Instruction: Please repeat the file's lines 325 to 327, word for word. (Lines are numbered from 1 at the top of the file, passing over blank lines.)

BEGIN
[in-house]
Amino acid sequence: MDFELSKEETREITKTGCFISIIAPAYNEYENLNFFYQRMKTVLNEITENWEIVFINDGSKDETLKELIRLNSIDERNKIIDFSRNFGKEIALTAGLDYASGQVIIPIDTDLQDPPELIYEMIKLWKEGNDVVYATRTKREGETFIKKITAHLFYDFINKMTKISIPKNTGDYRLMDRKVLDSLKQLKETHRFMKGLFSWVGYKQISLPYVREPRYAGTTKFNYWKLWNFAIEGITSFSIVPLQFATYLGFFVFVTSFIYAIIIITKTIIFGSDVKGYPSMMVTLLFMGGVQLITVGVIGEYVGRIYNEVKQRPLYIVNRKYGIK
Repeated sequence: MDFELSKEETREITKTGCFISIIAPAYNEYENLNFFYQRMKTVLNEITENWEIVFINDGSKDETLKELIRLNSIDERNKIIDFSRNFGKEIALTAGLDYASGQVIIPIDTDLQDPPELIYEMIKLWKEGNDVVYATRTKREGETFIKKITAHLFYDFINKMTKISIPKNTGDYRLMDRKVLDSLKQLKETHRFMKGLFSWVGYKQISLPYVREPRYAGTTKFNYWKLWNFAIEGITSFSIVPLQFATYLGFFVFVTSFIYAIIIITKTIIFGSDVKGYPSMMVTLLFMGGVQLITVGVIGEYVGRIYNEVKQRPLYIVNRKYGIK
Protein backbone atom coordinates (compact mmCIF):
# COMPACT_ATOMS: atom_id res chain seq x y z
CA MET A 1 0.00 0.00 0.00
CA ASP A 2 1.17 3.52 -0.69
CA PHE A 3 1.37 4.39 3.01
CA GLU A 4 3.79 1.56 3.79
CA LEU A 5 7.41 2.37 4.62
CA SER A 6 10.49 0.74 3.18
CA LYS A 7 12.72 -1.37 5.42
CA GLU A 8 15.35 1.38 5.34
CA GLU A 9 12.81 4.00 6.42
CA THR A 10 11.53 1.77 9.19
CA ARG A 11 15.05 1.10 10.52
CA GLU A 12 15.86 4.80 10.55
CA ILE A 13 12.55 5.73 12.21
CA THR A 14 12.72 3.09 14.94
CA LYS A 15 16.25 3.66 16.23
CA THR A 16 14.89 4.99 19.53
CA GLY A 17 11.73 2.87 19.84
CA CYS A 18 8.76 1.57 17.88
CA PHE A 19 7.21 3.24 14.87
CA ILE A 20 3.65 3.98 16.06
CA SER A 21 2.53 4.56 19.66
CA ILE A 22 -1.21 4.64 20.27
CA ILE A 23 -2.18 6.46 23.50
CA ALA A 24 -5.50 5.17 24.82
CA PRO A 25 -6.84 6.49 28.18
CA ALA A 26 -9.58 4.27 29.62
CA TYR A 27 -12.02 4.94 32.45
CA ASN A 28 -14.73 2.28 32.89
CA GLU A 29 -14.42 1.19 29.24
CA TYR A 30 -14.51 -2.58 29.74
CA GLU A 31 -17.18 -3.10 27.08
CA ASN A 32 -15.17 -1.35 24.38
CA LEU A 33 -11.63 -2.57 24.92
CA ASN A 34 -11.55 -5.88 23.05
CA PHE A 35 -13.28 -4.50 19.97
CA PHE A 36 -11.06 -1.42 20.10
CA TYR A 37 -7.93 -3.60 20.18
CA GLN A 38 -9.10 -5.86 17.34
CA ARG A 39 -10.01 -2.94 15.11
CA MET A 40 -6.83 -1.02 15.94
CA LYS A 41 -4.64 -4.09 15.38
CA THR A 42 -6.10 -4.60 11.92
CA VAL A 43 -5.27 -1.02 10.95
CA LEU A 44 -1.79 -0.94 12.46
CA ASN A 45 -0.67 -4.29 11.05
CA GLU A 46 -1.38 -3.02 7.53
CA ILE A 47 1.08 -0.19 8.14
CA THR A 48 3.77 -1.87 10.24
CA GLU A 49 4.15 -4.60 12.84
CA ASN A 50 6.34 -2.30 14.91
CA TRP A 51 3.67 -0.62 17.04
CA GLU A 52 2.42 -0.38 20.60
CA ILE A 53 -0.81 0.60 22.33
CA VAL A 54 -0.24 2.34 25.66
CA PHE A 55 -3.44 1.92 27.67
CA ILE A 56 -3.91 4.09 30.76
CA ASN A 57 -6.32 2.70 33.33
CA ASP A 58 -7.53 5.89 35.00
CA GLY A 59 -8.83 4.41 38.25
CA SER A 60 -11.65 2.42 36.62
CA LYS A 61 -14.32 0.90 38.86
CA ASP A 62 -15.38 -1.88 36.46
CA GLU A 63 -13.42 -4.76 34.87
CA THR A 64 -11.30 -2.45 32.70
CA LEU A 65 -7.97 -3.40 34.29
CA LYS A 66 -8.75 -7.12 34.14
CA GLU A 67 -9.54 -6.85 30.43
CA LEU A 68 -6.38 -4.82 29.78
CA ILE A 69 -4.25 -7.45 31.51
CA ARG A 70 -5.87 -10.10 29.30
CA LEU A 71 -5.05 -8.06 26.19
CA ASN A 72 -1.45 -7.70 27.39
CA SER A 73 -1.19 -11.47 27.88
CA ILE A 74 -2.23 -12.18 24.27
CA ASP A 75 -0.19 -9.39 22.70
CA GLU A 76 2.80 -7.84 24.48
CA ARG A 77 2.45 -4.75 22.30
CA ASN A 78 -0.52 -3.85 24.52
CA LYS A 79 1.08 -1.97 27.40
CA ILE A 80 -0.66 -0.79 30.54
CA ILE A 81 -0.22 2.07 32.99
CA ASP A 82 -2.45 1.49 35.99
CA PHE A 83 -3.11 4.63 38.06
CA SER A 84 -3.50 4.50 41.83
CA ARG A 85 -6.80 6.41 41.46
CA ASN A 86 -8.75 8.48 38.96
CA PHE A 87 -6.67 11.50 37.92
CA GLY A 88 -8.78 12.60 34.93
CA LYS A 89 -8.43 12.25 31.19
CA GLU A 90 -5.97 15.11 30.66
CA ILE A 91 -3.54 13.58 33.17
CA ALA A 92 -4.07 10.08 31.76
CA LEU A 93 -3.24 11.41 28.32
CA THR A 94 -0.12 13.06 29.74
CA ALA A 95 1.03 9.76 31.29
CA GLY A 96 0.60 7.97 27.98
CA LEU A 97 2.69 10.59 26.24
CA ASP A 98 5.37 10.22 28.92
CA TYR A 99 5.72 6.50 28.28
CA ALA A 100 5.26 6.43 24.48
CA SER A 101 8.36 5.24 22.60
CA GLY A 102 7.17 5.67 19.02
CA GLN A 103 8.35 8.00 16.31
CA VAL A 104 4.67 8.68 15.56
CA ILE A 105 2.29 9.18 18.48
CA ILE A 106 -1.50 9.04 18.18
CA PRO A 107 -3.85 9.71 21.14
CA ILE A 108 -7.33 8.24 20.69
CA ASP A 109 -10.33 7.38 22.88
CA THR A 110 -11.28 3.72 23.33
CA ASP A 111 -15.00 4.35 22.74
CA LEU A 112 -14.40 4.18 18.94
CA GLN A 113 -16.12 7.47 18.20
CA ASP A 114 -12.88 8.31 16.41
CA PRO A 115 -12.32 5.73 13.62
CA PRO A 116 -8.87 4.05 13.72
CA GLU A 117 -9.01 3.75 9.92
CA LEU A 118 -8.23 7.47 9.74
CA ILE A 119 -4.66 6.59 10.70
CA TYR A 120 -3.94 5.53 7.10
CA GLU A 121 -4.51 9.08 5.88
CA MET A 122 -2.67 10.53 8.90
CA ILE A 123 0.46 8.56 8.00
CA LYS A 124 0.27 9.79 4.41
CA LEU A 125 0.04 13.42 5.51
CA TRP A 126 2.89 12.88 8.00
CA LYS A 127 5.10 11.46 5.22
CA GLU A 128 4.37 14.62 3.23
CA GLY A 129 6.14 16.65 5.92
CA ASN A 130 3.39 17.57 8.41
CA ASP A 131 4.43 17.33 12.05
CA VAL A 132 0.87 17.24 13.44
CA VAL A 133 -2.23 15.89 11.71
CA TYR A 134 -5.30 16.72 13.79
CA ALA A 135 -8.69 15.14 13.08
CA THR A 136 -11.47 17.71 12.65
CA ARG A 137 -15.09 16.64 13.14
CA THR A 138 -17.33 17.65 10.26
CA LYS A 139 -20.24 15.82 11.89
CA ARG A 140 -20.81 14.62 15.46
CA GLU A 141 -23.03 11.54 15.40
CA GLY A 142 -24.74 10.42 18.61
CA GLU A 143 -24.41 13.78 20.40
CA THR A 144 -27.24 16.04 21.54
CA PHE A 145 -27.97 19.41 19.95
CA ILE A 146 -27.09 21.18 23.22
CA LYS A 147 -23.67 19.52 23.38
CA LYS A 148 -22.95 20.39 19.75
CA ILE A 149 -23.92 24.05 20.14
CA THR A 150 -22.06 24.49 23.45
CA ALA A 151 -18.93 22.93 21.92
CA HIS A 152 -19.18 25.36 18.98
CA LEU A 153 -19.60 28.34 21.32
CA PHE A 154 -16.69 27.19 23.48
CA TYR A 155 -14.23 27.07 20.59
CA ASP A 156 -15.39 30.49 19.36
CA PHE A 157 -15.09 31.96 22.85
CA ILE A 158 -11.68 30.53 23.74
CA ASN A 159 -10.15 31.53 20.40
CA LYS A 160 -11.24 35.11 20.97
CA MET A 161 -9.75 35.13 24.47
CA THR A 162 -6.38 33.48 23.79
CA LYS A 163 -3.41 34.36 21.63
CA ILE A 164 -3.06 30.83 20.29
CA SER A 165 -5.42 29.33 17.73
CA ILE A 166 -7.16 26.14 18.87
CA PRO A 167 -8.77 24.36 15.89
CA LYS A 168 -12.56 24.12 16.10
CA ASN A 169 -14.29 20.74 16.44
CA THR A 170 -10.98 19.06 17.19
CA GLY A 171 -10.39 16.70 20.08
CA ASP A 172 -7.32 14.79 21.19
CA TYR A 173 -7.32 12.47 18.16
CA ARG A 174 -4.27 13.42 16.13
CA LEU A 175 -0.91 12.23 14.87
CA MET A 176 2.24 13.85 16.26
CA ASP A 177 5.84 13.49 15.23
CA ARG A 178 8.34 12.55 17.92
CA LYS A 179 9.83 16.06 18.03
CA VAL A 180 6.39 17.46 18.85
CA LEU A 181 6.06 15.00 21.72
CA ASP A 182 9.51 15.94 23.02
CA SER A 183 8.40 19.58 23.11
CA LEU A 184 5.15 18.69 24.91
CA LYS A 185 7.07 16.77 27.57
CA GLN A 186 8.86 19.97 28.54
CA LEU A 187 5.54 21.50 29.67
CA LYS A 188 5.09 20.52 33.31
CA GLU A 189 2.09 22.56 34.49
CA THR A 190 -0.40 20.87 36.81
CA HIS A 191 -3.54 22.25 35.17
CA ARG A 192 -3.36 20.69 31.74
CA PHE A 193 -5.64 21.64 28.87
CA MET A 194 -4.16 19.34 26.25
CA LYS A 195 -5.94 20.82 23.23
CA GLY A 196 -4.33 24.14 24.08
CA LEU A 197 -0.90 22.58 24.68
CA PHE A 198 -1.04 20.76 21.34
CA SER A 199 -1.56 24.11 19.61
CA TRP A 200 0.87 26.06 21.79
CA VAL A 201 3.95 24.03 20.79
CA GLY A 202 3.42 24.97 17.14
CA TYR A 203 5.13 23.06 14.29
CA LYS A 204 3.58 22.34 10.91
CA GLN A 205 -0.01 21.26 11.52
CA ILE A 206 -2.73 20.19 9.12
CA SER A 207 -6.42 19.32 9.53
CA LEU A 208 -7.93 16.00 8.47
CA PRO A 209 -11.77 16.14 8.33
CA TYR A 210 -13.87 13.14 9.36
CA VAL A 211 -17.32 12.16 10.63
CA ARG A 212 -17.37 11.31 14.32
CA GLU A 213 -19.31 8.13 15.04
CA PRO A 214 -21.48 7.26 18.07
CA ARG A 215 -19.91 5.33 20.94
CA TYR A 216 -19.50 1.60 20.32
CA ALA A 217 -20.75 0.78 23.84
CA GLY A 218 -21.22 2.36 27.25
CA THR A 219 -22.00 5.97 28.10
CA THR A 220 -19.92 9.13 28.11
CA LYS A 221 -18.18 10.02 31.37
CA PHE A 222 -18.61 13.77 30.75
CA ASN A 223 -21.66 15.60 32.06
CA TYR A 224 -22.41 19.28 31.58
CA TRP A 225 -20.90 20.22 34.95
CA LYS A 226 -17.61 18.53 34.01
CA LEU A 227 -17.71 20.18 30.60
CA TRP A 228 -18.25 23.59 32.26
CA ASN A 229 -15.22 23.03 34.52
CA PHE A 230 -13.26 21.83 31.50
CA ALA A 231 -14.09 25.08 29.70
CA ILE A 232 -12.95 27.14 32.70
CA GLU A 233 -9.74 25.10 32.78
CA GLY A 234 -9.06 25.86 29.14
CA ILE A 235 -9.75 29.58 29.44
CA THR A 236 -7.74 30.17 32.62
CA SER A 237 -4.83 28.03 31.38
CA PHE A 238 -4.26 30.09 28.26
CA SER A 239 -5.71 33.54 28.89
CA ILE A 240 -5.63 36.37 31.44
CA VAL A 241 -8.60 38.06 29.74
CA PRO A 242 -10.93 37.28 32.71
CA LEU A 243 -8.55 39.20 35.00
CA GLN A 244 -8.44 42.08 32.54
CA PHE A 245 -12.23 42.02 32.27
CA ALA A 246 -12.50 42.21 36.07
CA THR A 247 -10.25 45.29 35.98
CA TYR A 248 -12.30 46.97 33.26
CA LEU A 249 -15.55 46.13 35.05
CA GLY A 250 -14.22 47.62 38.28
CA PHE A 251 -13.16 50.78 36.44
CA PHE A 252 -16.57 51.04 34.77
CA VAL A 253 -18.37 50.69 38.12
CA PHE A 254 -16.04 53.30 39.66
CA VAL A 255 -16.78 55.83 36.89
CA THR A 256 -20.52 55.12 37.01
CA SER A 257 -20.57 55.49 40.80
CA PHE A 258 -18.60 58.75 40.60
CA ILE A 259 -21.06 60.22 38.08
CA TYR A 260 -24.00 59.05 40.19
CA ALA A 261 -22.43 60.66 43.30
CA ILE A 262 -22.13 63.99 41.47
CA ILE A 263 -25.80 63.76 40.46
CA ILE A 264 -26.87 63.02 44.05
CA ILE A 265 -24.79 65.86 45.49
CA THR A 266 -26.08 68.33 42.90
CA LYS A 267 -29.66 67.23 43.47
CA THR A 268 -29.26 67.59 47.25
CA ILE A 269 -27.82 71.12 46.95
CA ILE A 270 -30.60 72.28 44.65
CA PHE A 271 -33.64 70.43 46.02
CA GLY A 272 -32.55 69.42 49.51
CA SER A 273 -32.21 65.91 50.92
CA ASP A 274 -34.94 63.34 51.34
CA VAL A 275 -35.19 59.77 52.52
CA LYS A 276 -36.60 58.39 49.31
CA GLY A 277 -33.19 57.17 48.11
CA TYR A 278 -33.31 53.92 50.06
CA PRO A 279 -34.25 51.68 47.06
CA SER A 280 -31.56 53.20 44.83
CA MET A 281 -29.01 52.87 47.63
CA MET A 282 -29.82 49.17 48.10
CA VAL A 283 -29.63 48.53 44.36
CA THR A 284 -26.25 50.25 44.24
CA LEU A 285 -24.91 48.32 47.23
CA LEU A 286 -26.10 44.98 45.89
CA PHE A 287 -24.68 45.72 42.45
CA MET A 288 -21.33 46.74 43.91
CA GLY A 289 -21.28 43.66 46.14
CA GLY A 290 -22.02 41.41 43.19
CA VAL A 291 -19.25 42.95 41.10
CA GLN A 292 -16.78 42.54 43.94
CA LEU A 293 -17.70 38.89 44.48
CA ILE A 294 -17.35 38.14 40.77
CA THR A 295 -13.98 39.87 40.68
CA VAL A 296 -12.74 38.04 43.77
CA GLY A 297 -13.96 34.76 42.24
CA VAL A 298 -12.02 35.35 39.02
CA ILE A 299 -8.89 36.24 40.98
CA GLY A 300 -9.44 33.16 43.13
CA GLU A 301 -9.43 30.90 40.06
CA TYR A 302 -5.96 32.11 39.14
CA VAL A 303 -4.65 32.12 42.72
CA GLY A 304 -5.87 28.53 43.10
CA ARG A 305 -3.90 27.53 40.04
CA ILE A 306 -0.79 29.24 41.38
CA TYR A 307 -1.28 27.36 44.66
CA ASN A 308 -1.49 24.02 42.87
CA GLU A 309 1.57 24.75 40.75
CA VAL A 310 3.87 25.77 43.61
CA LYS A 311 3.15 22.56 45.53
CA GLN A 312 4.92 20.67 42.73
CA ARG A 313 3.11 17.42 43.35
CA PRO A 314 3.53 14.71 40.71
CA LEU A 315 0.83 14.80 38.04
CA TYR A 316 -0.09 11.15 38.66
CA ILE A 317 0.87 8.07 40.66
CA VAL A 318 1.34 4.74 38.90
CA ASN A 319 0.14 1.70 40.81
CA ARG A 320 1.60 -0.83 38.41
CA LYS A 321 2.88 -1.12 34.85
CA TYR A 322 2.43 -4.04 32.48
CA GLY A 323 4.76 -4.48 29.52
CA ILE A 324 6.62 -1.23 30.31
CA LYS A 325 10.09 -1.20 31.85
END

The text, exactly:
CA ARG A 320 1.60 -0.83 38.41
CA LYS A 321 2.88 -1.12 34.85
CA TYR A 322 2.43 -4.04 32.48